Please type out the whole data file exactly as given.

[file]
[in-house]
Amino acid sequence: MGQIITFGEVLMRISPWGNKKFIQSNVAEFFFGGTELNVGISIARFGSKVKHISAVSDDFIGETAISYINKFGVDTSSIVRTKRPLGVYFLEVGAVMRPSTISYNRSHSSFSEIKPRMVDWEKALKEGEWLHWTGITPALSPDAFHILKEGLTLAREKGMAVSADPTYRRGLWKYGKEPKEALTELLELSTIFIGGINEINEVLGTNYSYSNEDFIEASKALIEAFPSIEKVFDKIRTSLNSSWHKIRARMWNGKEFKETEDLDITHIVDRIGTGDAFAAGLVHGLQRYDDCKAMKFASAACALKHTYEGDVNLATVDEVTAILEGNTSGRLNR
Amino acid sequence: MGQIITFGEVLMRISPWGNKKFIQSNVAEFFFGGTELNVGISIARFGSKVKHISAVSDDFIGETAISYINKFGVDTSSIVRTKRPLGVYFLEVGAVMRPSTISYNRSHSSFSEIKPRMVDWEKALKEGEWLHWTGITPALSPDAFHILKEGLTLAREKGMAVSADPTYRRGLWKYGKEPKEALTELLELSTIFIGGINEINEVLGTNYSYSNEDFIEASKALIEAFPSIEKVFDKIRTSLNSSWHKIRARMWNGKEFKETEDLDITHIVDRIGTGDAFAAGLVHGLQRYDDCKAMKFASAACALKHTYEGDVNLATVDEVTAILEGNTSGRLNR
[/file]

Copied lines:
[in-house]
Amino acid sequence: MGQIITFGEVLMRISPWGNKKFIQSNVAEFFFGGTELNVGISIARFGSKVKHISAVSDDFIGETAISYINKFGVDTSSIVRTKRPLGVYFLEVGAVMRPSTISYNRSHSSFSEIKPRMVDWEKALKEGEWLHWTGITPALSPDAFHILKEGLTLAREKGMAVSADPTYRRGLWKYGKEPKEALTELLELSTIFIGGINEINEVLGTNYSYSNEDFIEASKALIEAFPSIEKVFDKIRTSLNSSWHKIRARMWNGKEFKETEDLDITHIVDRIGTGDAFAAGLVHGLQRYDDCKAMKFASAACALKHTYEGDVNLATVDEVTAILEGNTSGRLNR
Amino acid sequence: MGQIITFGEVLMRISPWGNKKFIQSNVAEFFFGGTELNVGISIARFGSKVKHISAVSDDFIGETAISYINKFGVDTSSIVRTKRPLGVYFLEVGAVMRPSTISYNRSHSSFSEIKPRMVDWEKALKEGEWLHWTGITPALSPDAFHILKEGLTLAREKGMAVSADPTYRRGLWKYGKEPKEALTELLELSTIFIGGINEINEVLGTNYSYSNEDFIEASKALIEAFPSIEKVFDKIRTSLNSSWHKIRARMWNGKEFKETEDLDITHIVDRIGTGDAFAAGLVHGLQRYDDCKAMKFASAACALKHTYEGDVNLATVDEVTAILEGNTSGRLNR